Last night, regardless of what type of music you prefer, Common’s enthusiasm and infectious energy got you moving. As our upraised hands and faces lit up the slowly rusting sky, he paced back and forth before us. As kaleidoscopic lights coalesced in the air above us, wave after dulcet wave of sweet sounds bathed us with a harmonized language, speaking an eloquent yet simple message: “We believe in your humanity.”
Before my arrest, I was fortunate enough to go to concerts on a weekly basis and those experiences are some of my most cherished memories. They played an important part in motivating me to pursue writing and playing music and I am grateful for their effect on my life. I quickly discovered this was the first concert for a majority of the audience, their first experience with live music. I can only wonder at the transcendence of this event for them. As I swept my gaze through the crowd, I saw something different and beautiful chiseled into the faded stone of familiar and new faces alike—Hope. Joy. Delight. Something pure and unrelenting in its existence, something amazing. The drums shook us with a rumbling groove, pounding, sizzling—bright and powerful. The pianos danced with distinct steps—spinning, cascading like silver waterfalls—in elegant unison, giving vital breath to the songs. The warm bass hypnotized; it slithered, it popped, it shimmered with flashes of funk and hip-hop—flares of an elusive, yet undeniable blaze burning deep within a divine mix of skill and creativity.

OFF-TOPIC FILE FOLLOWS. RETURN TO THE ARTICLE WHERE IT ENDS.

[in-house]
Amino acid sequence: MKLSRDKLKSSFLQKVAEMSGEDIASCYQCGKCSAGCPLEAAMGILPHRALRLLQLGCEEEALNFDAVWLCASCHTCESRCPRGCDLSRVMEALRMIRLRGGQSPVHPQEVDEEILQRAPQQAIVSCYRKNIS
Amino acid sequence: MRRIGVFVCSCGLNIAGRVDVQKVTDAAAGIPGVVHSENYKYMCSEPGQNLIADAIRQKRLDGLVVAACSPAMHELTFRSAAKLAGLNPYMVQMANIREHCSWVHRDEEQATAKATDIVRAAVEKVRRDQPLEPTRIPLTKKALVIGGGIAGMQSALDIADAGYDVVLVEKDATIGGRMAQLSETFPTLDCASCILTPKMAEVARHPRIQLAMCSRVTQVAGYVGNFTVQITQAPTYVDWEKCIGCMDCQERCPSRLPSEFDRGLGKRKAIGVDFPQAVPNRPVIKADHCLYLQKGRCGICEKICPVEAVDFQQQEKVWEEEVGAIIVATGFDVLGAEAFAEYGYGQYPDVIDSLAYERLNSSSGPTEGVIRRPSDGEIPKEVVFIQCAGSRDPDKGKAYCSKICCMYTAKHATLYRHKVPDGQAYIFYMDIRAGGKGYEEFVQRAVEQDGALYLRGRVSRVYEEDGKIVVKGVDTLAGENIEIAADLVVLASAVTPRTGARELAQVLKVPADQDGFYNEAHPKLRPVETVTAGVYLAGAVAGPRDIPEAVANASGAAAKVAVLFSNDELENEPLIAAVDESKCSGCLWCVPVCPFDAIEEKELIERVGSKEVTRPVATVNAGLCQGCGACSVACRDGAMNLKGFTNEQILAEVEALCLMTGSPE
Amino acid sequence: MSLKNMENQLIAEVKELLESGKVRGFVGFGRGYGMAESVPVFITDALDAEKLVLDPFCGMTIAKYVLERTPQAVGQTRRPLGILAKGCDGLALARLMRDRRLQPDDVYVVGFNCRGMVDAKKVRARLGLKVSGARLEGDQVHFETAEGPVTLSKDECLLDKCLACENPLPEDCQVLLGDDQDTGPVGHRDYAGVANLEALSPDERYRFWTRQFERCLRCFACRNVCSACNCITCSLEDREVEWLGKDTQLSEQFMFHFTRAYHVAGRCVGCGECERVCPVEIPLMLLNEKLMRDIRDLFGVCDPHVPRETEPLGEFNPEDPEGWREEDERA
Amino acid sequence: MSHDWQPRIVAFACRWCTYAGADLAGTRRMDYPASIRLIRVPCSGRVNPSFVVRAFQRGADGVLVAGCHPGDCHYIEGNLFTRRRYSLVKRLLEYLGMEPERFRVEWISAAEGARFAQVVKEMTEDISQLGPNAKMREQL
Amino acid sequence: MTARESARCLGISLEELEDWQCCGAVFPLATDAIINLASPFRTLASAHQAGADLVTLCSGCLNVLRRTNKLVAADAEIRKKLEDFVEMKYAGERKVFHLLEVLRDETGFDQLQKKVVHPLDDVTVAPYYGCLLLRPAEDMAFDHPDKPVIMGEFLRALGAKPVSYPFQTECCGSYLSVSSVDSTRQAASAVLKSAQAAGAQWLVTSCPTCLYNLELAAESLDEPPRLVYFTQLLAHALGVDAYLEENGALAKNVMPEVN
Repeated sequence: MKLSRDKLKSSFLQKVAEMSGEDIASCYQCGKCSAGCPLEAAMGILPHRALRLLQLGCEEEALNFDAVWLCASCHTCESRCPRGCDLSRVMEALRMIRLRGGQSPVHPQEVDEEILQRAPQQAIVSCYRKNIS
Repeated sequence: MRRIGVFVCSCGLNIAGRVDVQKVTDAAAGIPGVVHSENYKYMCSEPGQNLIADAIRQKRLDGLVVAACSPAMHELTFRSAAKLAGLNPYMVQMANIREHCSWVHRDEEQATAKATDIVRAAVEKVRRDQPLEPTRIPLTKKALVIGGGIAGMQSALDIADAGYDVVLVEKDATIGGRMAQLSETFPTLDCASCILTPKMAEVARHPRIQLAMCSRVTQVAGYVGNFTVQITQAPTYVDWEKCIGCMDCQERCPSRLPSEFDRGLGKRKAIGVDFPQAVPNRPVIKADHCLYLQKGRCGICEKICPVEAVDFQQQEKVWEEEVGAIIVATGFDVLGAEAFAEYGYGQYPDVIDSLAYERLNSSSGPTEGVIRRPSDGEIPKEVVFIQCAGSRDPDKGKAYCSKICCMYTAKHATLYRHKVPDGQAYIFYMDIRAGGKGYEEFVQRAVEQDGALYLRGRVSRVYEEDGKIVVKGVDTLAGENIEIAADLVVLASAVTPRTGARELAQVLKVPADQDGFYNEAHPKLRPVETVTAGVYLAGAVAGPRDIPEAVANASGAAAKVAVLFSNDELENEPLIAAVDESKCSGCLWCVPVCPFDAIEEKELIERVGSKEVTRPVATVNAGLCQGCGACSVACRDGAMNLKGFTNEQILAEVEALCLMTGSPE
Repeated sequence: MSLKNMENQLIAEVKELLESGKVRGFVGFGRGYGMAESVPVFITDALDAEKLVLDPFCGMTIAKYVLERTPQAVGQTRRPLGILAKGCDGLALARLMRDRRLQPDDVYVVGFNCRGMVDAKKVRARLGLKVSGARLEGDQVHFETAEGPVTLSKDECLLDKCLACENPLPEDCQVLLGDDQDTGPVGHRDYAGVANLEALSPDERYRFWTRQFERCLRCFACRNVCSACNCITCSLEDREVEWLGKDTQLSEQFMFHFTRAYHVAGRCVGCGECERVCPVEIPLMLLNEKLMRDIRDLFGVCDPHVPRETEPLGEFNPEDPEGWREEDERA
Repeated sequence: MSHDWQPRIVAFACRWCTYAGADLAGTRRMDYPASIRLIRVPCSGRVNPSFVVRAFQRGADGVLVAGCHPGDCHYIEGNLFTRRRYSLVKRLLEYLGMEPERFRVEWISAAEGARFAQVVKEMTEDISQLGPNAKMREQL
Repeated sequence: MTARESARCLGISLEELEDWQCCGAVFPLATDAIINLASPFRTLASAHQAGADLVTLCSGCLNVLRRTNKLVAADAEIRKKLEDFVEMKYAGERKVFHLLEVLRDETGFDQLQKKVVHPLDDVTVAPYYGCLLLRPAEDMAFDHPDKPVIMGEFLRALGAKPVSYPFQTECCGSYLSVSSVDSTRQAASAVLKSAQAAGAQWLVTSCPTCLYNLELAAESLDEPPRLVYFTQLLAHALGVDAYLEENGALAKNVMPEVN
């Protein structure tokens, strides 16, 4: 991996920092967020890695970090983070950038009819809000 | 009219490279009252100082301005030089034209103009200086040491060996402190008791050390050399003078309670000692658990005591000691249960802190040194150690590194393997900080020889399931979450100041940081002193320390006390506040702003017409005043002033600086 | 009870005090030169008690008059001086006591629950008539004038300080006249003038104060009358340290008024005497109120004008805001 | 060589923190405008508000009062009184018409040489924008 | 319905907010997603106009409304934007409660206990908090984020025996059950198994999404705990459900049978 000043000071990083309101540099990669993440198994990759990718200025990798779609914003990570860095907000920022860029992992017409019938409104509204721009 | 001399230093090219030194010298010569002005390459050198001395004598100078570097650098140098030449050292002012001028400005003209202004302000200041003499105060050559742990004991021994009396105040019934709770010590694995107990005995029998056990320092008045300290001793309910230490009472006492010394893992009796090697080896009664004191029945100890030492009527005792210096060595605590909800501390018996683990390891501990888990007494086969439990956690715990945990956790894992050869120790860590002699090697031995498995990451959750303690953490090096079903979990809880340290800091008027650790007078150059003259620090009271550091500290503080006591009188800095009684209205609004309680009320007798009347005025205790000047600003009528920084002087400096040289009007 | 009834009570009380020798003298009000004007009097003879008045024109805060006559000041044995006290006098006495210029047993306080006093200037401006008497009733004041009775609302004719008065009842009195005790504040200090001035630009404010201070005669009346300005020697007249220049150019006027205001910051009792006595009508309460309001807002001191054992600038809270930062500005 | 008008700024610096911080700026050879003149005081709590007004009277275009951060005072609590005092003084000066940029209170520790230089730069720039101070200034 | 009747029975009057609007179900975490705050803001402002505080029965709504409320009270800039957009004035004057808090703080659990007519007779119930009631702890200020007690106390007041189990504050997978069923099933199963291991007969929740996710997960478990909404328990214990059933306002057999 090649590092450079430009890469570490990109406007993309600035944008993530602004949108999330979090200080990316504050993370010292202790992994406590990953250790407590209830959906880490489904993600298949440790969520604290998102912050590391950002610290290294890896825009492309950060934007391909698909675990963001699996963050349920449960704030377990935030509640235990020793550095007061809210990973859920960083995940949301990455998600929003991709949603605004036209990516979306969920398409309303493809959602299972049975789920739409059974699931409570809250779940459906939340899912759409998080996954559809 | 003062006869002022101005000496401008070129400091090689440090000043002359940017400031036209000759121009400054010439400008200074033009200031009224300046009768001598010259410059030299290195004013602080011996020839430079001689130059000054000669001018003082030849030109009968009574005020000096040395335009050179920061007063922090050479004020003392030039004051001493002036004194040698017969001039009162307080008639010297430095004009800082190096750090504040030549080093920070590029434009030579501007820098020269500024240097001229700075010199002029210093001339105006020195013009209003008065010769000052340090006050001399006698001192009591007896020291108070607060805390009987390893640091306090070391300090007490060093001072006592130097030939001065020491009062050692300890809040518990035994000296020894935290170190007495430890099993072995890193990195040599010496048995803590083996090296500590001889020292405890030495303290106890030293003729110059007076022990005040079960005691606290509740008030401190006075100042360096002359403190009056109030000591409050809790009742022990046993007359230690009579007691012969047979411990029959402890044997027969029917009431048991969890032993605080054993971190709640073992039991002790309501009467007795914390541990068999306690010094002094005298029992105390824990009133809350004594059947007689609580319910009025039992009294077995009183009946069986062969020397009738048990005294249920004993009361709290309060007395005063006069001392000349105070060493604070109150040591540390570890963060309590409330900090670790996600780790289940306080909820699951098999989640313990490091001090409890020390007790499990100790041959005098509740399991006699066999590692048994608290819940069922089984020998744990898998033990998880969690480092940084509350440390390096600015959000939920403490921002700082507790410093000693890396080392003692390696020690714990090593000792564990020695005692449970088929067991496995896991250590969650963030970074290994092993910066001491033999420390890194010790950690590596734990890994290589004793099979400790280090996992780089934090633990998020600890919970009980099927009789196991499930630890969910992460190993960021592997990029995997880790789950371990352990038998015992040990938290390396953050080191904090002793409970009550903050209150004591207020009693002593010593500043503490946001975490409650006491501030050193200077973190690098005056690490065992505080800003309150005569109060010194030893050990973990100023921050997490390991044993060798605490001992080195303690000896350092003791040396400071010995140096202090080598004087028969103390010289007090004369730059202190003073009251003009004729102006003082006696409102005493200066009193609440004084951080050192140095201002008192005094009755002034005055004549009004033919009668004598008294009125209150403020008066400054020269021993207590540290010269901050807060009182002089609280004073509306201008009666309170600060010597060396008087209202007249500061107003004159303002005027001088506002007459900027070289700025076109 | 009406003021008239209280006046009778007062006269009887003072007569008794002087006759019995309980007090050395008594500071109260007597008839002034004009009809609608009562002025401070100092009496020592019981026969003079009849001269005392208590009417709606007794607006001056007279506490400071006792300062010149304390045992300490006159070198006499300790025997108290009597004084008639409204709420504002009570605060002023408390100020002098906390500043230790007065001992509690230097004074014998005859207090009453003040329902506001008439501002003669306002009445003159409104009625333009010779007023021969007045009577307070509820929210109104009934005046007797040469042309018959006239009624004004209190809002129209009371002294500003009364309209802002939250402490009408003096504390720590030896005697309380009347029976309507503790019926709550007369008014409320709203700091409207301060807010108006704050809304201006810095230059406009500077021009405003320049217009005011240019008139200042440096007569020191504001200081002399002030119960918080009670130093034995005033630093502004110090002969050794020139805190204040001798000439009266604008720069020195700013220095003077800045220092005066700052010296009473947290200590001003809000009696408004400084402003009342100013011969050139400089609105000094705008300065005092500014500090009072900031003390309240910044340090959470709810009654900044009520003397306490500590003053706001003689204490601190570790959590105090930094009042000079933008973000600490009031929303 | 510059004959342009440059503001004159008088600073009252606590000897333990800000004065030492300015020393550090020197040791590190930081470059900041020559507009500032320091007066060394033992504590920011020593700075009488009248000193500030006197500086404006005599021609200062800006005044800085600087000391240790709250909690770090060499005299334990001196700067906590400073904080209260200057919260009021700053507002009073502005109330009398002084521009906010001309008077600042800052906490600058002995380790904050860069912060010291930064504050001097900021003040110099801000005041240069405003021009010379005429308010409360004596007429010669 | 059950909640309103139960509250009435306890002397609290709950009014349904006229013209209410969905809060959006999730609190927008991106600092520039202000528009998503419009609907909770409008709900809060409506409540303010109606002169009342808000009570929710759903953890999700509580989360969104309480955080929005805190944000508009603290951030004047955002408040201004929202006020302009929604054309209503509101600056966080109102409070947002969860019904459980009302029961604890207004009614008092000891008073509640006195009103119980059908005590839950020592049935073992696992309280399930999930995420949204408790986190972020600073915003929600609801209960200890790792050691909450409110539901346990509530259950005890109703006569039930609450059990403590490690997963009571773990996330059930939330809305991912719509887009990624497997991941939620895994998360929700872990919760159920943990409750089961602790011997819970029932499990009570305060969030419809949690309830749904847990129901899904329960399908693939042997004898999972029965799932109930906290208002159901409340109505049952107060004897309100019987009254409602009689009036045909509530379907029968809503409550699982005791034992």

This intricate, professional production was performed for us. Not for money—he wasn’t hawking merchandise or albums. Not for fame or notoriety—he’s already famous and well-known. His passion for us, for our lives and futures, led him to that platform. And when he exploded from backstage, a bass blast burst through the air, hitting hundreds of unsuspecting chests with invisible fists, and walls slowly melted away, and dead cages opened, and elation exorcised sorrow from countless hearts, and in those all-too-short moments, we were free.
Music is everything and I don’t say that because I am a musician—I say it because I am Human. Last night, beneath the sliver of a crescent moon, when Common and Scott and Joel and everyone that showed us the profound honor and respect of having our scarred and weary backs talked to us as equals, we were Human. Not convicts or criminals or prisoners—we were Human. Because we are Human, and always will be.